In better times bonuses were given to employees.

In late 2005, some employees’ paychecks stopped. The Boaz’s began positioning themselves to move to North Carolina. They had already established a number of other entities, including a company called Global Logistics, which they formed in partnership with former Santa Clarita resident, Rich Brulato, the former owner of Mama Mia Restaurant in Stevenson Ranch.

As they prepared to leave Santa Clarita, the Boaz’s purchased a million plus dollar home, on Lake Norman, in the suburban town of Mooresville, outside of Charlotte. Dan also purchased a boat to go with his new home, along with a brand new Infinity Q-56.

“It’s like he had no conscience,” another investor told us. “Here he wasn’t paying his staff or his vendors, but he had to brag about the new car he just bought to use at a location he wasn’t even living at.”

Several investors told KHTS that anytime they expressed concern they had to fear the wrath of the Boaz’s.

One investor expressed concerns the Boaz’s needed to increase their communication with the franchisees and investors. “There was no strategy. There was no vision. Nothing was being done to make things successful or make current franchises profitable.”

During another instance, when one franchise owner complained about vendors not being paid, and that was impacting his new franchise, Dan threatened him over the phone.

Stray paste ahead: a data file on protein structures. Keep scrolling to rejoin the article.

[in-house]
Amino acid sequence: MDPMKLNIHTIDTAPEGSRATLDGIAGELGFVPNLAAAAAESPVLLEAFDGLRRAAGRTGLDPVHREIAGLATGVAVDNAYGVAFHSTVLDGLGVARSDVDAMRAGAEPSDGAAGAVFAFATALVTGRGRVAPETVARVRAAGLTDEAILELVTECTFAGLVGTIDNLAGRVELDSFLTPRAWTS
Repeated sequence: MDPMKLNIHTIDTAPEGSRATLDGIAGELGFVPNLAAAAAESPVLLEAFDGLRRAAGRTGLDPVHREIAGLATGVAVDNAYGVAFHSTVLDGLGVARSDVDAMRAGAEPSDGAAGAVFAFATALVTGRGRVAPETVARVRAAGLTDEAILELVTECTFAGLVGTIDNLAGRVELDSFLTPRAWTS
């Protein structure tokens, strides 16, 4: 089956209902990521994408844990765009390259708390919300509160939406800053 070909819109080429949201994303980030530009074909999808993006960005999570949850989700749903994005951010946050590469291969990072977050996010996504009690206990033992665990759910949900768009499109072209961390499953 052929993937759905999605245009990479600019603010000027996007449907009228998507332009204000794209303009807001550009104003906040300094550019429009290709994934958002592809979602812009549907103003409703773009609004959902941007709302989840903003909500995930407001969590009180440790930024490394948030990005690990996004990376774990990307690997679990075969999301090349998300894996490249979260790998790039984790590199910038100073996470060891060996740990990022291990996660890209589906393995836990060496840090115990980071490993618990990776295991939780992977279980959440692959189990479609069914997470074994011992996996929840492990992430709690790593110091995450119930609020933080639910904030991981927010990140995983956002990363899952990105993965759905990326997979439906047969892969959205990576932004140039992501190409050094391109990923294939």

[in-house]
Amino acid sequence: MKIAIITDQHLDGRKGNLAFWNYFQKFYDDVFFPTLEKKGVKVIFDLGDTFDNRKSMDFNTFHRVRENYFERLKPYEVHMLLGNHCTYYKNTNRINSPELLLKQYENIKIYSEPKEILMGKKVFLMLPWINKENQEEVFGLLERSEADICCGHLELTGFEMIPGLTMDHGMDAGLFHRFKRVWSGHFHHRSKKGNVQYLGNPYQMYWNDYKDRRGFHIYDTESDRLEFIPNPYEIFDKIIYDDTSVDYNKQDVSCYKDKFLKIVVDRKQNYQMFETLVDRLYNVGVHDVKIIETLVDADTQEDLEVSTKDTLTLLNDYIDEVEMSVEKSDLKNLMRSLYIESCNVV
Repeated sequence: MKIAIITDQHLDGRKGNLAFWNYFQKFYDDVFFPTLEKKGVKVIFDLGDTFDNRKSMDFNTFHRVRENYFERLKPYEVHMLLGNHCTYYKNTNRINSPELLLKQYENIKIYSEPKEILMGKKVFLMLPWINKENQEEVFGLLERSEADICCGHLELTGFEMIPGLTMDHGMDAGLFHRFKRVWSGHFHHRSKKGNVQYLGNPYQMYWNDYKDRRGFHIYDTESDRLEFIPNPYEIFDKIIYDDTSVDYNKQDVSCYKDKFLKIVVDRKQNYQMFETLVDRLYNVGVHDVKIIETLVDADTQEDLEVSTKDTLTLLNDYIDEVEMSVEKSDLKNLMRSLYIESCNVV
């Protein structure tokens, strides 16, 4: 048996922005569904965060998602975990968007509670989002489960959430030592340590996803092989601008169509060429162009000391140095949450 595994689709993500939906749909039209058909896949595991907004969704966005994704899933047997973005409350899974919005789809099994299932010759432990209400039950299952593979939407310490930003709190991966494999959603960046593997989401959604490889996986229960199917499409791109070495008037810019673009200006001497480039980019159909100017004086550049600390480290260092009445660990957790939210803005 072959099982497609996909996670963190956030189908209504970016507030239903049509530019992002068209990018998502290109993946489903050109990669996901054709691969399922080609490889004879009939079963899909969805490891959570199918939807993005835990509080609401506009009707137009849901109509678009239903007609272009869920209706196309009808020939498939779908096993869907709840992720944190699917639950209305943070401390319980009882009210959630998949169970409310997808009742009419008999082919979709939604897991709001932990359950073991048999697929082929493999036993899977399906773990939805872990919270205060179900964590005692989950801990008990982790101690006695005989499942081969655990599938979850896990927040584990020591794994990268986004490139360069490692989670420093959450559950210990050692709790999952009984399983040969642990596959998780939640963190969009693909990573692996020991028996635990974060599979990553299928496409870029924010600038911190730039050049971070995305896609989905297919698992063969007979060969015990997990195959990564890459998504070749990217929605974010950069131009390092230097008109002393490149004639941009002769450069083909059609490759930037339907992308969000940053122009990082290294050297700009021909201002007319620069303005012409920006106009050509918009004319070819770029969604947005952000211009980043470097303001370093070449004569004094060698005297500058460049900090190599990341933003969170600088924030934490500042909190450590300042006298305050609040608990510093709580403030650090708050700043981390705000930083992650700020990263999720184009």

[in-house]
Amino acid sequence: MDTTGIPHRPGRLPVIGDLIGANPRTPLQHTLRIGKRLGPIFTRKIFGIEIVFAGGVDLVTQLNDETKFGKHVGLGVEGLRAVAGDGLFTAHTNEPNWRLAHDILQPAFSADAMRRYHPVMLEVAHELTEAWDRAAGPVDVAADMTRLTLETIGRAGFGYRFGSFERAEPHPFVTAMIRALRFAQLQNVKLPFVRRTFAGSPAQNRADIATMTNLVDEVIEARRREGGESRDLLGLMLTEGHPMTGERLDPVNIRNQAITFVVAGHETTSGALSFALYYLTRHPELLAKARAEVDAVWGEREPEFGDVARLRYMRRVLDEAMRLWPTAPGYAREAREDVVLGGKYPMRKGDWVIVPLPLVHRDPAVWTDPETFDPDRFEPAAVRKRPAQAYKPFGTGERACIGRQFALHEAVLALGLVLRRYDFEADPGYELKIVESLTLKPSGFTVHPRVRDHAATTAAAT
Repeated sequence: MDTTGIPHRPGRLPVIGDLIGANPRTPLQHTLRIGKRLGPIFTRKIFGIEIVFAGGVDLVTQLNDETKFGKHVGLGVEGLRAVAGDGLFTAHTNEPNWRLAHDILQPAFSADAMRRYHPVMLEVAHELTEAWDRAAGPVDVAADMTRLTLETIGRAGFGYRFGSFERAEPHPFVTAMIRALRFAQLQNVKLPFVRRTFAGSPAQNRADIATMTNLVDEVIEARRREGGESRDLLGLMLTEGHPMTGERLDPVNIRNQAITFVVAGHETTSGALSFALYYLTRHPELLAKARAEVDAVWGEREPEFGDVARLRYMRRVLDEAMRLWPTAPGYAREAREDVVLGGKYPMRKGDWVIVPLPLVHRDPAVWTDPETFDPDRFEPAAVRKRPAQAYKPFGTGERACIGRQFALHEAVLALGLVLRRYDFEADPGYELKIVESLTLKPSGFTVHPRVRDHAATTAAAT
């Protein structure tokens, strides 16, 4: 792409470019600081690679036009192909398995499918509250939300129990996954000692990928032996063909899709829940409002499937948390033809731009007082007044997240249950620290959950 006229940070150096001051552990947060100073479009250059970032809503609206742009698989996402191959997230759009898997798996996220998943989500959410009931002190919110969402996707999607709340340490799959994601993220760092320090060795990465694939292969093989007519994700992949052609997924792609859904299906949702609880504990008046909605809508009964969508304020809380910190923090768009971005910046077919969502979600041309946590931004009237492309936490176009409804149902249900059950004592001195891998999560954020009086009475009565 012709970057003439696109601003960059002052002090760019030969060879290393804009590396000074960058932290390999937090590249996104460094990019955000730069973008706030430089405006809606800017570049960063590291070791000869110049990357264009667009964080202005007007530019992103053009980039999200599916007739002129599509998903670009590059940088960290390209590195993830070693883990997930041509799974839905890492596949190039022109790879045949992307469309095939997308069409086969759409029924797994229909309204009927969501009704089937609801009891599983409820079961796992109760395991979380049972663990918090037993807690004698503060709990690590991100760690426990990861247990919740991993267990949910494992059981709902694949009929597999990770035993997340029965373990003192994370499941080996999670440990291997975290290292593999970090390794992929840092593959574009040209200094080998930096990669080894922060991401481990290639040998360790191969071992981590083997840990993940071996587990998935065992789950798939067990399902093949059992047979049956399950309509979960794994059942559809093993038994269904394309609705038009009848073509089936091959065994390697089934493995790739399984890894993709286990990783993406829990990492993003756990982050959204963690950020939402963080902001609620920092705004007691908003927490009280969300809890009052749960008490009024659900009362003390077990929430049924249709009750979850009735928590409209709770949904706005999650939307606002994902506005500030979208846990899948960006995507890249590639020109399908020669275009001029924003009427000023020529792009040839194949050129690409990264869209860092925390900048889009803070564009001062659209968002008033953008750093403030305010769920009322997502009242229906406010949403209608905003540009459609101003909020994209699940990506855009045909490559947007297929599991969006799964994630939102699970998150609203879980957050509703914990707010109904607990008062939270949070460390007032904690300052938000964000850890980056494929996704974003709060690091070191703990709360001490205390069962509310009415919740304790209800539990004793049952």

When KHTS contacted the Boaz’s for a response to the allegations told to us, Lisa threatened to sue the radio station, screaming over the phone for several minutes, shouting out the same unprintable expletive over and over again.

Another Vital Express employee however, sees things differently. As Senior VP of Sales for Vital Express, Tony Demma is poised along with other employees to purchase the Valencia operation from the Boaz’s.

“The KHTS article really surprised us,” Demma shared with the radio station. “The article devastated our employees. We have thirty great employees here in Valencia, providing awesome service. That article jeopardized everything and accomplished nothing. Vendors and customers aren’t going to want to do business with us.  It’s so one sided. That part about the Performing Arts deal, COC (College of the Canyons) made their share of mistakes, as well.”

Demma, along with others, is trying to salvage the Valencia franchise and save the jobs of its employees. Hopefully he’s successful. He’s upset with KHTS for exposing the story.

A Midwestern franchisee also shared his concern about the story. He informed us, “We’re doing a different kind of business than the other franchise owners. We’re doing our own thing and we realize we need to make it on our own.” According to him, everything is squared away with Vital Express corporate. “We aren’t owed any money. The bad credit situation didn’t impact us much because we knew we’d have to pay deposits anyway. That would be the case with any new company.”

But this franchise owner seems to be the only one of the five franchisees who wasn’t impacted by the Boaz’s exploits. One owner has shut down his operation, a second opened and has distanced himself from Vital Express corporate because of the problems he knew the other franchise owners were experiencing, a third has yet to open and has told us he is unlikely to open and the fourth has left the franchise fold and is trying to make it on its own under a different name.